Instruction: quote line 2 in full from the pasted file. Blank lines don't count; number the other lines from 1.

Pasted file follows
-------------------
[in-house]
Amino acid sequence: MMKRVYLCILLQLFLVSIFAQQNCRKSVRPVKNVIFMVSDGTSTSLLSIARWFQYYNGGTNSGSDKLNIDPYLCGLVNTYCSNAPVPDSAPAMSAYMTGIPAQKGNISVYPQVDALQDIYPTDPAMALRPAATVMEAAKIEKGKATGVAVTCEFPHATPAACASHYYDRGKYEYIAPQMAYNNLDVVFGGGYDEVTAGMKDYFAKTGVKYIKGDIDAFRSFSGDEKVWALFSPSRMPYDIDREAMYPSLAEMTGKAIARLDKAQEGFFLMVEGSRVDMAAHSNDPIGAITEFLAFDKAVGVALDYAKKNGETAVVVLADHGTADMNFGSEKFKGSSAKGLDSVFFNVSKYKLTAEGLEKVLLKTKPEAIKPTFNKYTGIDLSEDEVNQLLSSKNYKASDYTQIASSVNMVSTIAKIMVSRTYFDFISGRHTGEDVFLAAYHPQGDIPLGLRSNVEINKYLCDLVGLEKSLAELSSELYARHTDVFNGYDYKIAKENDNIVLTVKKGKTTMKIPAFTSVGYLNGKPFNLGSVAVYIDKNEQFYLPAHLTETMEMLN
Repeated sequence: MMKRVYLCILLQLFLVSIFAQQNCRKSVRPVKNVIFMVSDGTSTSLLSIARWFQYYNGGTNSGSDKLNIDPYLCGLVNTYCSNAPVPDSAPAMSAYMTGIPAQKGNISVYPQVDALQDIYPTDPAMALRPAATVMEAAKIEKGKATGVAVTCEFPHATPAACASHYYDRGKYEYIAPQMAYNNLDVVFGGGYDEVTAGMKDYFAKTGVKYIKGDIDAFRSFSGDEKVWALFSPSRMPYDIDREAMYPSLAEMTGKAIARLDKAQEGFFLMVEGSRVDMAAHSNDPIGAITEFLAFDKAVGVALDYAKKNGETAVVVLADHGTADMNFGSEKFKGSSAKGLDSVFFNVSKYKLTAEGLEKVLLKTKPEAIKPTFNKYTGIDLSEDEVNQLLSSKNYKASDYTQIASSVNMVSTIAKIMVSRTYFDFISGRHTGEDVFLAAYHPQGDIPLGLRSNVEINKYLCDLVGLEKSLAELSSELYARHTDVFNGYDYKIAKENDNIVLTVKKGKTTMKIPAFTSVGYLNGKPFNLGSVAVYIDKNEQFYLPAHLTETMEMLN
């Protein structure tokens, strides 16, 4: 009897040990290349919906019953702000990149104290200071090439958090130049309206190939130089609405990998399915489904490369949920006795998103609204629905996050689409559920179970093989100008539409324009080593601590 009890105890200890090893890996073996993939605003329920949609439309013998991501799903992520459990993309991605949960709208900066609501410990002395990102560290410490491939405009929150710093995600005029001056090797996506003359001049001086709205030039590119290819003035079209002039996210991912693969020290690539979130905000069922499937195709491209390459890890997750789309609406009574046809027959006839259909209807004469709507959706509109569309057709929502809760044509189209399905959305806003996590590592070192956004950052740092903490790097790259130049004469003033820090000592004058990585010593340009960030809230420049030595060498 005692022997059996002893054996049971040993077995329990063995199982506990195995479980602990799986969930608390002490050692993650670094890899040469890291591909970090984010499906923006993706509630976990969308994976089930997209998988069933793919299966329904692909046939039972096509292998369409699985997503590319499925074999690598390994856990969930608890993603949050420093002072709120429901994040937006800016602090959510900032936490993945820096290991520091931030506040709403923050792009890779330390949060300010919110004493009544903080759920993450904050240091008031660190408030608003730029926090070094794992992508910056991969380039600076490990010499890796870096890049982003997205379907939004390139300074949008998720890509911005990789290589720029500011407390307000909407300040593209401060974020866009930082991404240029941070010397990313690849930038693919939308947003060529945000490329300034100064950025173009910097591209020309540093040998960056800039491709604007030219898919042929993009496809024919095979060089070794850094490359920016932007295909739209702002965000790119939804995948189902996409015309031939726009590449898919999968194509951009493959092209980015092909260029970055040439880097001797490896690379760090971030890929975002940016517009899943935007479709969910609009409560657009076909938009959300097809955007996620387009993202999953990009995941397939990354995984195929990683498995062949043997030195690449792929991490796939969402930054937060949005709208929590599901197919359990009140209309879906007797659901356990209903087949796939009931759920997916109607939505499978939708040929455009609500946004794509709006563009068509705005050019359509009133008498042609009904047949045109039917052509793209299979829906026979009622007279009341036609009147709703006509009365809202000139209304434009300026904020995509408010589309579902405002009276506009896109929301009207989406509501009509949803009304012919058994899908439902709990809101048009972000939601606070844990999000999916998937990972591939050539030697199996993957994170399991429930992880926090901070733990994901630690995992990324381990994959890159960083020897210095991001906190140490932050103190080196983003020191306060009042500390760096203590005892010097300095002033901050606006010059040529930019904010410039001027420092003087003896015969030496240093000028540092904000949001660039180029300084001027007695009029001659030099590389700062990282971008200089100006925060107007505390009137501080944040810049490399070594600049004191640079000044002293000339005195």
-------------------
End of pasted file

Amino acid sequence: MMKRVYLCILLQLFLVSIFAQQNCRKSVRPVKNVIFMVSDGTSTSLLSIARWFQYYNGGTNSGSDKLNIDPYLCGLVNTYCSNAPVPDSAPAMSAYMTGIPAQKGNISVYPQVDALQDIYPTDPAMALRPAATVMEAAKIEKGKATGVAVTCEFPHATPAACASHYYDRGKYEYIAPQMAYNNLDVVFGGGYDEVTAGMKDYFAKTGVKYIKGDIDAFRSFSGDEKVWALFSPSRMPYDIDREAMYPSLAEMTGKAIARLDKAQEGFFLMVEGSRVDMAAHSNDPIGAITEFLAFDKAVGVALDYAKKNGETAVVVLADHGTADMNFGSEKFKGSSAKGLDSVFFNVSKYKLTAEGLEKVLLKTKPEAIKPTFNKYTGIDLSEDEVNQLLSSKNYKASDYTQIASSVNMVSTIAKIMVSRTYFDFISGRHTGEDVFLAAYHPQGDIPLGLRSNVEINKYLCDLVGLEKSLAELSSELYARHTDVFNGYDYKIAKENDNIVLTVKKGKTTMKIPAFTSVGYLNGKPFNLGSVAVYIDKNEQFYLPAHLTETMEMLN